It’s Risky Business
By Steve Carr
Kevin McCallister relished being left home alone to do his own thing—until burglars showed up. Even then he made the most of a bad situation. Tom Cruise’s character in Risky Business allowed things to get out of control after his parents left him to watch the house for a week. In the end, everything worked out for these young and creative protagonists—so what could go wrong when the master is left in charge of the family castle? Well, I’m no Tom Cruise, despite having played a leading role as Joseph in a 1969 church Christmas play. (By the way, I know I’m dating myself by using the above references. Look them up—it’ll be at least as interesting as watching cat videos online.)
My wife left for a week. She didn’t leave leave, she just went to help our daughter, the college graduate, move into her new apartment. She could’ve used my company, if not my help. I begged off. “I’ll use the quiet to sit and catch up on back issues of IDAHO magazine and even write a column,” I said.
Right! In forty years of marriage, I’m quite certain I’ve never had a week alone in my own home doing whatever I pleased. I threw caution in the plane with my wife and sent them both across the country. Time to sow those oats I failed to sow when my soil was more suitable for sowing.
I left the magazines (and anything that could be considered literature) in the living room, pulled the curtains and set up shop in the bedroom. Risky business, but I was due.
I ate nachos in bed and watched zombies, aliens, and movies full of car chases. The stereo speakers cranked to jet engine decibel levels. Then I turned to old sitcoms. No one suggested the volume was too high. No one saw me wipe the popcorn salt from my fingers on the bedsheet. I left the toilet seat up.
On the fourth day, I heard a lapping noise from the bathroom toilet and remembered the dog. On day six, I awoke in a pizza stupor and recalled something like, “And don’t forget to water my plants.”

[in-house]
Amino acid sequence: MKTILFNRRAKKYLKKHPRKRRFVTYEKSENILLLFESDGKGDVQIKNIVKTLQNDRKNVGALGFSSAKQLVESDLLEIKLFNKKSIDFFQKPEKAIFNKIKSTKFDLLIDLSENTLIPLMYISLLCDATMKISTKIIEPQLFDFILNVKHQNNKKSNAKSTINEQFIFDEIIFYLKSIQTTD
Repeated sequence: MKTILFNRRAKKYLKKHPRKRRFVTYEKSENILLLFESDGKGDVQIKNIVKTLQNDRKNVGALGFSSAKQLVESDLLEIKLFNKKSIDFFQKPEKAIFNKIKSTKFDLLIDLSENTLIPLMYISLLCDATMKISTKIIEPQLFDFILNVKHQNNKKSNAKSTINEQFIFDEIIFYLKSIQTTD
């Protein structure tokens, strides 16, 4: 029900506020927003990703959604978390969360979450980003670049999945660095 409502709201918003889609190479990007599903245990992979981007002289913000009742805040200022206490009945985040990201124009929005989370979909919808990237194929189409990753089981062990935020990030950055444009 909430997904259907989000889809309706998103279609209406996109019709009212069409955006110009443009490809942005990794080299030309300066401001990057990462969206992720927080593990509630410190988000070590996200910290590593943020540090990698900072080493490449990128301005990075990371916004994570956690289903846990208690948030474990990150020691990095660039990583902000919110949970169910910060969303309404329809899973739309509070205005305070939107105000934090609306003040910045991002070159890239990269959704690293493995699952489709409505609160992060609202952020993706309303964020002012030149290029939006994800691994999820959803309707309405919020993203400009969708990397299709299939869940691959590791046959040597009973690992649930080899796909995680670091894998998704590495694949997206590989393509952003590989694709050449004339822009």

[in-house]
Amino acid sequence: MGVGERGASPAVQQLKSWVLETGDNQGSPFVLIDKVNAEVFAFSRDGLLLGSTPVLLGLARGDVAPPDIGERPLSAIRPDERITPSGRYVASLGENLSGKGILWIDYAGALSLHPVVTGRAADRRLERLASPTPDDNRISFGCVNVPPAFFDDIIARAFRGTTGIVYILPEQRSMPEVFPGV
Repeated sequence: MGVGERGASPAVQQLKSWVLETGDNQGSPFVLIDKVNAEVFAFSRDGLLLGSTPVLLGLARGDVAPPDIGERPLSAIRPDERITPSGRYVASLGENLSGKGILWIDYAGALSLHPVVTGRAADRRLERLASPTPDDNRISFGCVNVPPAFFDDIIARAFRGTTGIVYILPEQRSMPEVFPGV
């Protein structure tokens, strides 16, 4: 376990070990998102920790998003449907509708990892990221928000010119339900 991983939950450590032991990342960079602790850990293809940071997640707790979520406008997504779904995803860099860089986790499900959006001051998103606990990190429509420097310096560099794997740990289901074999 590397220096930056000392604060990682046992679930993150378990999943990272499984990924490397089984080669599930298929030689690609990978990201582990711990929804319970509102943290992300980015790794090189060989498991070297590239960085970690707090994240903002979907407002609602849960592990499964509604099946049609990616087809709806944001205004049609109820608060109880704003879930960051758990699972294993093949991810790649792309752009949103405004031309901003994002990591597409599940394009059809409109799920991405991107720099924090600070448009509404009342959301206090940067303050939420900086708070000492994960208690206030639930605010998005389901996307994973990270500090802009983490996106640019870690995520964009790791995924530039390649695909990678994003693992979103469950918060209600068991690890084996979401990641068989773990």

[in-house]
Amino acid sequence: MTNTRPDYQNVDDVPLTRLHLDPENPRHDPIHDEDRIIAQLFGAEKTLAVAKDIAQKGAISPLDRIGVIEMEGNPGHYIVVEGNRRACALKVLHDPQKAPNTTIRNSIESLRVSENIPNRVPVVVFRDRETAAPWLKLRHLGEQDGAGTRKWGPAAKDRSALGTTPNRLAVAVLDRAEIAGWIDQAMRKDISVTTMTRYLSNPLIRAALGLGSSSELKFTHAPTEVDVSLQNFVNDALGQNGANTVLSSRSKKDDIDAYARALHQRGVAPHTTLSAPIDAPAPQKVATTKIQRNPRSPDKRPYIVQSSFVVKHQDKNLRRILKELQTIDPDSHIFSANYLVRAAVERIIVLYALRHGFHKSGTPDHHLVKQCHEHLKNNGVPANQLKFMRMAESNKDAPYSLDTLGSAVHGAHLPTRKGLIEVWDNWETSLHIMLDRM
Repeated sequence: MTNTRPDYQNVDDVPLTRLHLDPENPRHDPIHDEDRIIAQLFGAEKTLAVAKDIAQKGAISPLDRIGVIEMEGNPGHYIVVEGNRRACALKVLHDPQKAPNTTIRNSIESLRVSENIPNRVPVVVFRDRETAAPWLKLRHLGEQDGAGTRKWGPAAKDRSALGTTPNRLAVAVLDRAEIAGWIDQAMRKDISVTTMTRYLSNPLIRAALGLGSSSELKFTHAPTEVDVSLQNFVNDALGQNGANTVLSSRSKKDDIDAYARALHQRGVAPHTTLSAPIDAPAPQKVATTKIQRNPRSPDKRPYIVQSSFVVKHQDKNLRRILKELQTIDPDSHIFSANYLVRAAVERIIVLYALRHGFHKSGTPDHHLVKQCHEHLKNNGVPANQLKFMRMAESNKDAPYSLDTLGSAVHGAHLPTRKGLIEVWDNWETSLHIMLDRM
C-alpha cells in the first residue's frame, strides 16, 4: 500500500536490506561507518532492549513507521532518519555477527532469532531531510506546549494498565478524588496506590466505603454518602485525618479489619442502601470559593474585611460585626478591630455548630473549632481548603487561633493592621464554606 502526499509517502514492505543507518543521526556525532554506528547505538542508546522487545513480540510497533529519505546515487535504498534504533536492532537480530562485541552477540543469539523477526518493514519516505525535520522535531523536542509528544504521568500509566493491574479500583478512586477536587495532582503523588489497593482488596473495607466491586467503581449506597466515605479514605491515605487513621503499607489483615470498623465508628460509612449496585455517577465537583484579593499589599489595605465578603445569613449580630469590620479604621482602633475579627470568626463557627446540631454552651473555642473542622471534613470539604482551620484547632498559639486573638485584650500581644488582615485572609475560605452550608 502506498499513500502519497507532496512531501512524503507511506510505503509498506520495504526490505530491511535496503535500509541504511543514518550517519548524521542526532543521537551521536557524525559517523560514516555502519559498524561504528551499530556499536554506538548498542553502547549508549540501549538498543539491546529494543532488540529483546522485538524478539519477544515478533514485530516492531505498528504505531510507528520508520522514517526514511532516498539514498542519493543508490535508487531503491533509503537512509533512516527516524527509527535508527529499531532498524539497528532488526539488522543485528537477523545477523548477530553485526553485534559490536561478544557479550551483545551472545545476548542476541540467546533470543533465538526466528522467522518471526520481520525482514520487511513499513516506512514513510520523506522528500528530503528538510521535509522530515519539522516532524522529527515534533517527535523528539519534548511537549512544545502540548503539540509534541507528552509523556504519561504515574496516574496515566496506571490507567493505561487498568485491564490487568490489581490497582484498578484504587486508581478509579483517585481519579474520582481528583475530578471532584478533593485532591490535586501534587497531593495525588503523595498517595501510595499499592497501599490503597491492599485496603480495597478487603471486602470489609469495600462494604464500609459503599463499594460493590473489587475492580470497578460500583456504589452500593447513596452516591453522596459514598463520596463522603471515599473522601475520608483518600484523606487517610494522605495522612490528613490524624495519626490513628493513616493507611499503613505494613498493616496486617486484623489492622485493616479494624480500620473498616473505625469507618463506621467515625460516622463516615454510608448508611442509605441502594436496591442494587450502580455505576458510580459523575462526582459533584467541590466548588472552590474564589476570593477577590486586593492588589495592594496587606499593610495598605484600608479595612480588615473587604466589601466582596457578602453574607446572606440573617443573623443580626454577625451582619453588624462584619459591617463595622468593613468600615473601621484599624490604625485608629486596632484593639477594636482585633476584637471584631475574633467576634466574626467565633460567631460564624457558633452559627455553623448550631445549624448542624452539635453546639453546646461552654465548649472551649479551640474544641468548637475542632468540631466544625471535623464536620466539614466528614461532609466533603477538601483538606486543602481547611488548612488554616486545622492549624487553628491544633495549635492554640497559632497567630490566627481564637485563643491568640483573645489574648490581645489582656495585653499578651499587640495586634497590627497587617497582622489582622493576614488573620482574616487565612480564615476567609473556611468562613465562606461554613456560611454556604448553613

“It can’t be that bad,” I mumbled aloud to no one. It seemed pretty humid inside.
My dilated pupils and I ventured outside to find a watering can and discover places I didn’t know existed. Someone had planted a garden. I found my way back to the kitchen. Despite having consumed only things I could eat with my hands, the sink was filled with dishes. A line of ants trailed from the garbage, disappearing somewhere behind a cabinet. I conjured up instructions about the garbage man and Wednesday mornings.
I threw open every drawer looking for something that would magically clean everything— or even better, a pair of ruby slippers. I needed help. Not your ordinary Brady Bunch Alice kind of maid. I’m talking the kind of cleaner a Sylvester Stallone character might call from a secure line to swoop in and erase all evidence of a crime. Blood, pizza sauce, dead people, dead flowers, it’s all the same: disinfect the whole house. She’s coming home tonight.
I never found the cleaning supplies but did find ruby slippers in the form of a mail-order catalog full of my bride’s favorite things. I sat down with the catalog and began preparing my defense.